The 2018 Atlantic hurricane season, although above normal, did not have any severe impact on the Caribbean, except for Cuba where Hurricane Michael was a factor and to a lesser extend Barbados where Tropical Storm Kirk caused flooding. The season had 15 named storms, 8 became hurricanes – winds of at least 119 km/h or 74 miles per hour, and 2 became major hurricanes.

If this forecast pans out, this season would have similar activity to that of the 2018 season.

The Atlantic hurricane season begins on June 1 and concludes on November 30.

We will be providing monthly updates to the forecast until August. The first update will be issued around May 10.

According to other forecasts surveyed, the consensus is for an ACE of 99, 13 named storms, 6 hurricanes and 2 major hurricanes – near normal season. Thus, our forecast is generally calling for higher activity than most. However, regardless of the forecast, you should always prepare the same each season as it only takes one hurricane to ruin your year and or life.

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Dry Weather Continues; Droughts Reintensified

1 04 2019

Dale C. S. Destin |

This image has an empty alt attribute; its file name is slight_to_moderate1.png

Antigua continues to have a drier than normal start to the year. February marks the second consecutive drier than normal month, the third in a row. The rainfall for February was the second driest since 2013 and the 18th driest on record dating back to 1928. Over half of the normal rainfall did not take place; the rainfall total of 27.7 mm (1.09 in) is less than 50% of the average for the month. The near record rainfall of the first half of November 2018, is now a distant memory, the droughts have reintensified to, at least, moderate levels.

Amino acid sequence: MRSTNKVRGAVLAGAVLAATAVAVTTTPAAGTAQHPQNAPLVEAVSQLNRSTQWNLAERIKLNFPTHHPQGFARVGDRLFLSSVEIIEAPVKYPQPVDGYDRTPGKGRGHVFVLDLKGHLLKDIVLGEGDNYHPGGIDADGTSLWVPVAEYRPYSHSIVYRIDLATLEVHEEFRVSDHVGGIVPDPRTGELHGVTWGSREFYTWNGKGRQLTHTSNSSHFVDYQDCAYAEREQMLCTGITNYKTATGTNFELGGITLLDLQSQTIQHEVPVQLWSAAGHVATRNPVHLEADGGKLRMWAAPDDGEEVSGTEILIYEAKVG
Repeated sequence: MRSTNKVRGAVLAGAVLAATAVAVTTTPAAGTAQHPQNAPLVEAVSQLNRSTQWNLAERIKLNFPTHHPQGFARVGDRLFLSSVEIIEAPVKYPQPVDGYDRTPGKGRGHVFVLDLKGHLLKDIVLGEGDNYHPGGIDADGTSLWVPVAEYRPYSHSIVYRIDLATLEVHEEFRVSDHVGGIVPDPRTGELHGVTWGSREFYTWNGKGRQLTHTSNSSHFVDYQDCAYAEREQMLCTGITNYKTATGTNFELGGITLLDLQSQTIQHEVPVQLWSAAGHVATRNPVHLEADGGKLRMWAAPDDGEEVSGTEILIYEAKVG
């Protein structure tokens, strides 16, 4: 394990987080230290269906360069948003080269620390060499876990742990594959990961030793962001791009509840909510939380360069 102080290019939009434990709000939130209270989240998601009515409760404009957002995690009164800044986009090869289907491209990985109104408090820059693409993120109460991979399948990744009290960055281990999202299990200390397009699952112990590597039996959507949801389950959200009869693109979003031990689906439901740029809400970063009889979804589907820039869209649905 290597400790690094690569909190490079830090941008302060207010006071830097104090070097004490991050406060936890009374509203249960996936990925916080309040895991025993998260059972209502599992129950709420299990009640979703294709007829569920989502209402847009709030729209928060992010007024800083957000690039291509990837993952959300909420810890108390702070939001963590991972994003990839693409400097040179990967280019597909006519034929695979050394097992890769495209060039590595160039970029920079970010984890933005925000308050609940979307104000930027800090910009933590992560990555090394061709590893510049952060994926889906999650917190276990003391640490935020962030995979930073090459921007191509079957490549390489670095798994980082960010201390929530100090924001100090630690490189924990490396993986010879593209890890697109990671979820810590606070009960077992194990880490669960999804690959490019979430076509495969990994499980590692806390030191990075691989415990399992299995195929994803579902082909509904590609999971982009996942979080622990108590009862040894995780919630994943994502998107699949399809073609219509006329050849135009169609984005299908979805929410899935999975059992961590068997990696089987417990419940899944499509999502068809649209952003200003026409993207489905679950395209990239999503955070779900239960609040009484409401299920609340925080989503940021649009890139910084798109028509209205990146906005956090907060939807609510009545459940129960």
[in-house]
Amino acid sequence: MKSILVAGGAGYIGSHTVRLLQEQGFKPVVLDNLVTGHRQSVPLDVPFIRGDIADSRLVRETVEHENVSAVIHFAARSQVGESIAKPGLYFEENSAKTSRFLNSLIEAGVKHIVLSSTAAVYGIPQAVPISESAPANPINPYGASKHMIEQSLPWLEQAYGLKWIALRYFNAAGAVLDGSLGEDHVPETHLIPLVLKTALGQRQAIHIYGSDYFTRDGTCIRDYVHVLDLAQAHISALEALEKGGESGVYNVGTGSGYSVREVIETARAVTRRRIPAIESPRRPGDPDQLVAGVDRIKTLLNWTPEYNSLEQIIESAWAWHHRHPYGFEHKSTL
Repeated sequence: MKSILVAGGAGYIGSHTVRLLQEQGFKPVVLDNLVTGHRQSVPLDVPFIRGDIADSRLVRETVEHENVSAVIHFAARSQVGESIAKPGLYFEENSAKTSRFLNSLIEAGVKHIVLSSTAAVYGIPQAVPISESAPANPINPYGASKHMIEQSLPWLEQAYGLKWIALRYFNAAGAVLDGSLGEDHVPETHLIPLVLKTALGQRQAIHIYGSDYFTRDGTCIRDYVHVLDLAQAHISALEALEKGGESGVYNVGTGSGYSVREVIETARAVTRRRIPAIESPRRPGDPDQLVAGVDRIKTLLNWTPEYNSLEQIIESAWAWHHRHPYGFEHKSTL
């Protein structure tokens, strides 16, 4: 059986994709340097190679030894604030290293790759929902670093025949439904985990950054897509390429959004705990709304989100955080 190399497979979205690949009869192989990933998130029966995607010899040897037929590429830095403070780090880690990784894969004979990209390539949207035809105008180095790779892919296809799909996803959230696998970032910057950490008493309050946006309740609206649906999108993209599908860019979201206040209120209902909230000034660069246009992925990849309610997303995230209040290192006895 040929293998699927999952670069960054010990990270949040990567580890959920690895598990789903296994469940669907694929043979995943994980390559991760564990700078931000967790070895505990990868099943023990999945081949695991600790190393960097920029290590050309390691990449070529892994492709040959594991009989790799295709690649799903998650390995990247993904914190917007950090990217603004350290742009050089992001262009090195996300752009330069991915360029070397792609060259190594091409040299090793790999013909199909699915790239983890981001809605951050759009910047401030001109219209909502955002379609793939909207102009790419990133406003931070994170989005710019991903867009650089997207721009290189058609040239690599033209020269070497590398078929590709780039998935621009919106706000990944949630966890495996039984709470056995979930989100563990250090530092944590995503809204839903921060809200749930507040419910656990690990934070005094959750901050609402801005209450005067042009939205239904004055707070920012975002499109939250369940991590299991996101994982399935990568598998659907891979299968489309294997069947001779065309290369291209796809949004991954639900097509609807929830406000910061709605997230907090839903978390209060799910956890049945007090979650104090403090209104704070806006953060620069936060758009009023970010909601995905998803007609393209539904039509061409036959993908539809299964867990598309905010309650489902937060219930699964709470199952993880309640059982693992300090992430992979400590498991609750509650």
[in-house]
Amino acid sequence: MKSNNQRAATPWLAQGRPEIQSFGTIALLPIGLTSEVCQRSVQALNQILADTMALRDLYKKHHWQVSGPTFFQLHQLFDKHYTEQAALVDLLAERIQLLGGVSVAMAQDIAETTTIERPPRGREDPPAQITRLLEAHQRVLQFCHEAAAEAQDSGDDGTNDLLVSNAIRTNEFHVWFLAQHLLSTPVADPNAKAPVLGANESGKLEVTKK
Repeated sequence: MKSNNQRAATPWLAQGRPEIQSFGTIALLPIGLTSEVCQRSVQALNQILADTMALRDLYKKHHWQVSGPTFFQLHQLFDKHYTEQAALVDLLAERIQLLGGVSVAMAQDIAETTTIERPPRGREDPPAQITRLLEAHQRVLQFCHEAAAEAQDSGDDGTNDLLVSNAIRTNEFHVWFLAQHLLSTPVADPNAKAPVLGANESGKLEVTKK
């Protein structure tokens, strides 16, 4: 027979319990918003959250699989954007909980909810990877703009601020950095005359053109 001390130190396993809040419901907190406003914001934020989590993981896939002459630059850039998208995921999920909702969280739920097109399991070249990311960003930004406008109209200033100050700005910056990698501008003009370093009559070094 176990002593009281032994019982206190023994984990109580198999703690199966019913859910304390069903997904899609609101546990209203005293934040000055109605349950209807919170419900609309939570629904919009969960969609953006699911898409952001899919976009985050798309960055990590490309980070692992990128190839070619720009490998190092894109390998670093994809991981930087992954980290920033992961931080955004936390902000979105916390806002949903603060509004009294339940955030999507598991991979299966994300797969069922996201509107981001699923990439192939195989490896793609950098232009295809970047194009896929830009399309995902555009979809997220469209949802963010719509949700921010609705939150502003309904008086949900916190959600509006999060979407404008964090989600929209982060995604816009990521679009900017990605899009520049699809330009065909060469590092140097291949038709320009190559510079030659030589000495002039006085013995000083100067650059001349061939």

Rainfall for the past 24 months for varying time intervals compared to the normal/average and records

The last three-month period – December to February, upon which the assessment of the current intensity of the drought is based, was well below normal. The three-month period had paltry 133.6 mm (5.26 in), while the normal amount of rainfall is 225.8 mm (8.89 in).

We remain in a severe meteorological drought, the worst category on our drought scale. However, at the moment, the current intensity is at moderate, declined from slight. Recall that the overall description of the drought is based on the worst intensity achieved during its lifetime; however, over time, the intensity will fluctuate.

Potworks Dam, our billion-gallon surface catchment, continues to approach critical levels. Water rationing is imminent. This is indicative of the continued drought, which has no end in sight, at the moment.  

The seventeen-month period – October 2017 to February 2019, the duration of the drought thus far, is deemed severely dry. The total for the period of 1111.3 mm (43.75 in) is the third lowest on record, for such a period, dating back to 1928. This interval normally gets 1729.7 mm (68.10 in), which means a rainfall deficit of 36% – more than one-third of the usual rain was absent.

Probabilistic Multi-Model Ensemble Forecast of Rainfall For Apr-Jun 2019, Based on 12 Global Models – 50-60% chance of below normal rainfall for Antigua and Barbuda

Based on the last set of rainfall forecasts from regional and especially international sources, the news remains discouraging for rainfall. Overall, below normal rainfall is likely for the next six months – April to September 2019. Thus, there is every reason to believe that the droughts will further reintensify. The chance of the droughts ending is, at the very most, 30% or low.